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Publication numberUS5291950 A
Publication typeGrant
Application numberUS 07/936,933
Publication dateMar 8, 1994
Filing dateAug 27, 1992
Priority dateAug 27, 1992
Fee statusPaid
Publication number07936933, 936933, US 5291950 A, US 5291950A, US-A-5291950, US5291950 A, US5291950A
InventorsValentin Grebennikov
Original AssigneePetrosakh U.S.A.
Export CitationBiBTeX, EndNote, RefMan
External Links: USPTO, USPTO Assignment, Espacenet
Method of well treatment
US 5291950 A
Abstract
A method of well treatment designed to enhance recovery of resources from the well. A solution with an alkaline pH greater than 8 is introduced into the well and allowed to react in the well for at least a minimum period of time. A neutral solution with a pH near 7 is introduced into the well and allowed to remain in the well for at least a minimum period of time. Finally, a solution with an acidic pH of approximately 1 is introduced into the well and allowed to react in the well for at least a minimum period of time.
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Claims(26)
What is claimed is:
1. A method of well treatment designed to enhance recovery of resources from said well, which method comprises:
a. introducing a base solution with an alkaline (pH>8) pH value into said well and allowing said alkaline solution to react in said well;
b. introducing a solution with a pH value close to neutral (pH≈7) into said well and allowing said neutral solution to treat the well during a soak or shut-in time period;
c. introducing a solution with an acidic (pH≈1) pH value into said well and allowing said solution to react in said well; and
d. introducing a solution with a pH value close to neutral (pH≈7) into said well and allowing said neutral solution to treat the well during a soak or shut-in time period.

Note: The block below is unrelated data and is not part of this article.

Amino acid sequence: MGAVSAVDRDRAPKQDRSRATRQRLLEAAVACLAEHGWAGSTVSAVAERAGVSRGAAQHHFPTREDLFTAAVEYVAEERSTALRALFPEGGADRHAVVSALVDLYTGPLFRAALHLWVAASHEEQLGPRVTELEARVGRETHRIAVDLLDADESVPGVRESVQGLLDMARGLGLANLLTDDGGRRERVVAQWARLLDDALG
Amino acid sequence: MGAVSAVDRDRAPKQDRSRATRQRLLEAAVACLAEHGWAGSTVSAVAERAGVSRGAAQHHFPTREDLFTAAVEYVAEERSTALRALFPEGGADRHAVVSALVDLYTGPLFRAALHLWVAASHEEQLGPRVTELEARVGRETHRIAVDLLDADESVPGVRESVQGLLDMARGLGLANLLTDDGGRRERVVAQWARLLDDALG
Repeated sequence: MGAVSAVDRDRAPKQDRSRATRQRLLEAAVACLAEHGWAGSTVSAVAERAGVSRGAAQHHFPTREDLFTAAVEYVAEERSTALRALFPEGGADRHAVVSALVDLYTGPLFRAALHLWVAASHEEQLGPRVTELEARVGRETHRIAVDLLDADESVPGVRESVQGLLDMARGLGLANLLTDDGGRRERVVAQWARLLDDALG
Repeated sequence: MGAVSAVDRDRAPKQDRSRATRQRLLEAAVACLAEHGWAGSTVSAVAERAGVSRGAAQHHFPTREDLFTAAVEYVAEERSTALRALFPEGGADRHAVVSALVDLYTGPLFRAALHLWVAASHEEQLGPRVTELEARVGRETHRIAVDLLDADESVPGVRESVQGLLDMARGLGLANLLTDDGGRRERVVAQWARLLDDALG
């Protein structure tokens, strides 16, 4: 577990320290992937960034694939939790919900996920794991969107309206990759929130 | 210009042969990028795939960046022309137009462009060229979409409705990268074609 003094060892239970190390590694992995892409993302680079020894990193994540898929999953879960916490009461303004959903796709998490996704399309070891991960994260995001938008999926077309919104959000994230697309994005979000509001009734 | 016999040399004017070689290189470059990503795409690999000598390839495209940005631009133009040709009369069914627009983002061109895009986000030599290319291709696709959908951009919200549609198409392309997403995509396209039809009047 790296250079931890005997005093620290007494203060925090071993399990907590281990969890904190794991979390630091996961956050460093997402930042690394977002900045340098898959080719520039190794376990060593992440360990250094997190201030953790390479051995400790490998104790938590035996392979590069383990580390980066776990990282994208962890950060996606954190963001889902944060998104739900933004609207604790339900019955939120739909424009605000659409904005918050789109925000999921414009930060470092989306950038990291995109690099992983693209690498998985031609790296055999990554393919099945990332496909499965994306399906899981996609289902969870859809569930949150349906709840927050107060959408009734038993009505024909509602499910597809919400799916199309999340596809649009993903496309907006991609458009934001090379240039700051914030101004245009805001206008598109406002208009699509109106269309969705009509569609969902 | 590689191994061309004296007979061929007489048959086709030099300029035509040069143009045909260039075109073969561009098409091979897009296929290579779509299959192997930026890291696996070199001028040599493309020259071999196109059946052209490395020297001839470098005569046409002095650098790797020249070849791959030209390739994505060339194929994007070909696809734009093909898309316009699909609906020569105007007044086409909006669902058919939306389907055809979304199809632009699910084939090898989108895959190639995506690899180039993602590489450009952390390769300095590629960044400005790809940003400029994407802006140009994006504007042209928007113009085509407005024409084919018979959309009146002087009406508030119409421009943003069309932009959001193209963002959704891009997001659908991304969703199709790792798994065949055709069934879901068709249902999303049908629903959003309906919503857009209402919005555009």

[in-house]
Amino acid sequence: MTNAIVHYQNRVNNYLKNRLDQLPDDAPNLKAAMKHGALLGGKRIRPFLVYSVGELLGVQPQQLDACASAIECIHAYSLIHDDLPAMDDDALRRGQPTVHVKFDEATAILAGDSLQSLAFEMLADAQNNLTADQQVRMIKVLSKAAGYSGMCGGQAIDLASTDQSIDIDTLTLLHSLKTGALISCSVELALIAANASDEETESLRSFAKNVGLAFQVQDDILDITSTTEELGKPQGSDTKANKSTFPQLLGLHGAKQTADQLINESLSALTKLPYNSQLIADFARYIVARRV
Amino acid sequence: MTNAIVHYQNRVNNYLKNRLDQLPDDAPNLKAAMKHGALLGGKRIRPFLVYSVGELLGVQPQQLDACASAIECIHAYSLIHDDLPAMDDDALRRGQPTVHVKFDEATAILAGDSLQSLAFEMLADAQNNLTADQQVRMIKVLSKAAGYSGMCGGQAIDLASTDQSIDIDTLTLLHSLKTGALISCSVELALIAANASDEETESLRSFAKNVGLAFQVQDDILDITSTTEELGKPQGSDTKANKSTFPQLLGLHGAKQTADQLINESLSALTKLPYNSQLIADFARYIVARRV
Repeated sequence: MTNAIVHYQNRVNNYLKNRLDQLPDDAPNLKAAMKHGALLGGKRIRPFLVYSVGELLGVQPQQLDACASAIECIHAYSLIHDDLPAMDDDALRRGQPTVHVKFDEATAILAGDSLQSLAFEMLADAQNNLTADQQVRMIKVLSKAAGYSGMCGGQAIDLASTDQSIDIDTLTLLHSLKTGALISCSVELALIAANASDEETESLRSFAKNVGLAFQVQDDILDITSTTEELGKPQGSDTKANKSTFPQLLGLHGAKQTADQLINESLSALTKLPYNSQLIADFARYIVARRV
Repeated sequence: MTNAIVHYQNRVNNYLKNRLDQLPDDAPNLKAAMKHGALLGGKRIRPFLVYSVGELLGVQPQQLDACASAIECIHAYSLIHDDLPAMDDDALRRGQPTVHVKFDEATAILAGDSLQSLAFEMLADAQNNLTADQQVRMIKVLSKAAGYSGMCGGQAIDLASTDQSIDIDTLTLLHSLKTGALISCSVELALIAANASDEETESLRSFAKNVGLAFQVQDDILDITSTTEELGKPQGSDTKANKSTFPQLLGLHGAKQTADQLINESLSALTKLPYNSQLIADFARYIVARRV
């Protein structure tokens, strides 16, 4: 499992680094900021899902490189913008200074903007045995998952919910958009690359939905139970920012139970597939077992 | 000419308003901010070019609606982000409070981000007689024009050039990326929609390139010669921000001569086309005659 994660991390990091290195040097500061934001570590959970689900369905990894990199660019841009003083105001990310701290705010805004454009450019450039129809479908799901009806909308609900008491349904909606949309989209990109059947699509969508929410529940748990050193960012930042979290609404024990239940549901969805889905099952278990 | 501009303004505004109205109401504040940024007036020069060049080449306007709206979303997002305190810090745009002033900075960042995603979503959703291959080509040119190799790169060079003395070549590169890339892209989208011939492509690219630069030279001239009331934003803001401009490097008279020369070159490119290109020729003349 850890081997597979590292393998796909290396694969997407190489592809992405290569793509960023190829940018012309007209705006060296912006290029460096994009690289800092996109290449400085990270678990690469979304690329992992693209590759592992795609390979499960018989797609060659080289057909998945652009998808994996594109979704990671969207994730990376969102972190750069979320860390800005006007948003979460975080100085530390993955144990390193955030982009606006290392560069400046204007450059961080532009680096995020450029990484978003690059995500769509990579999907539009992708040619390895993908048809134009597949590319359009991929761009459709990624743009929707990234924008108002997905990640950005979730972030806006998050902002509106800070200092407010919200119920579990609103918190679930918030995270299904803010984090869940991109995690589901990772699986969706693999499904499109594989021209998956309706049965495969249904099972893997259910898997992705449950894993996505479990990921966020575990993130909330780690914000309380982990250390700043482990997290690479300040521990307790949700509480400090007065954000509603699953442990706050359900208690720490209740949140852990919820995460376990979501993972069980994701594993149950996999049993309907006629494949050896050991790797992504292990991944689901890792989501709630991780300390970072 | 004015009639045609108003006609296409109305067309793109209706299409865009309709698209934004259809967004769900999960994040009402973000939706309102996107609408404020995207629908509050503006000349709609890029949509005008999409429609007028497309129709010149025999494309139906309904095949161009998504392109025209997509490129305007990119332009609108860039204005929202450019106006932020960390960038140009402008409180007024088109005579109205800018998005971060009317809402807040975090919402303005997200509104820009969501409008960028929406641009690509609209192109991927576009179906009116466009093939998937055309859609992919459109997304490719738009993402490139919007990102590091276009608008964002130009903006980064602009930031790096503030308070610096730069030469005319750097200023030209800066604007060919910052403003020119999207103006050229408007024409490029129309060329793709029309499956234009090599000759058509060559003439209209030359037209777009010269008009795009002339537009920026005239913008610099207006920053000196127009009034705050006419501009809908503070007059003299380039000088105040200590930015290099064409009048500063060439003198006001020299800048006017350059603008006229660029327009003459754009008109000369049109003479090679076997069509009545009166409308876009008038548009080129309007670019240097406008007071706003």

2. A method of well treatment as set forth in claim 1 wherein said alkaline solution is a water-based solution having a reagent chosen from a group consisting of sodium bicarbonate (NaHCO3) potassium bicarbonate (KHCO3) and ammonium bicarbonate (NH4 HCO3) in a concentration of 5% to 10%.
3. A method of well treatment as set (pH≈1) forth in claim 1 wherein said solution with an acidic pH value is a water-based solution having a reagent chosen from a group consisting of sodium bisulfate (NaHSO4), potassium pyrosulphate (K2 S2 O7), sodium pyrosulphate (Na2 S2 O7) and ammonium peroxydisulfate ((NH4)2 S2 O8) in a concentration of 5 to 12 percent by weight.
4. A method of well treatment as set forth in claim 1 wherein a surfactant having a concentration of 0.2% to 0.8% is introduced into said alkaline solution (pH>8) for introduction into said well.
5. A method of well treatment as set forth in claim 1 wherein a surfactant having a concentration of 0.5% to 2.0% is introduced into said solution in step b. for introduction into said well.
6. A method of well treatment as set forth in claim 5 wherein said surfactant is also introduced into said solution in step d.
7. A method of well treatment as set forth in claim 1 wherein said alkaline solution is allowed to react in said well for a period of between 4 to 8 hours.
8. A method of well treatment as set forth in claim 7 including the additional step of removing said alkaline solution prior to the next step.
9. A method of well treatment as set forth in claim 1 wherein said neutral solution is allowed to react in said well for a period of between 2 to 4 hours.
10. A method of well treatment as set forth in claim 8 including the additional step of removing said solution in step b. prior to the next step.
11. A method of well treatment as set forth in claim 10 including the additional step of removing the acidic solution prior to the next step.
12. A method of well treatment as set forth in claim 1 wherein said acidic solution is allowed to react in the well for a period of between 4 to 8 hours.
13. A method of well treatment a set forth in claim 1 wherein introduction of said neutral solution in step b. displaces said alkaline solution.
14. A method of well treatment as set forth in claim 1 wherein introduction of said neutral solution in step d. displaces said solution with an acidic pH value.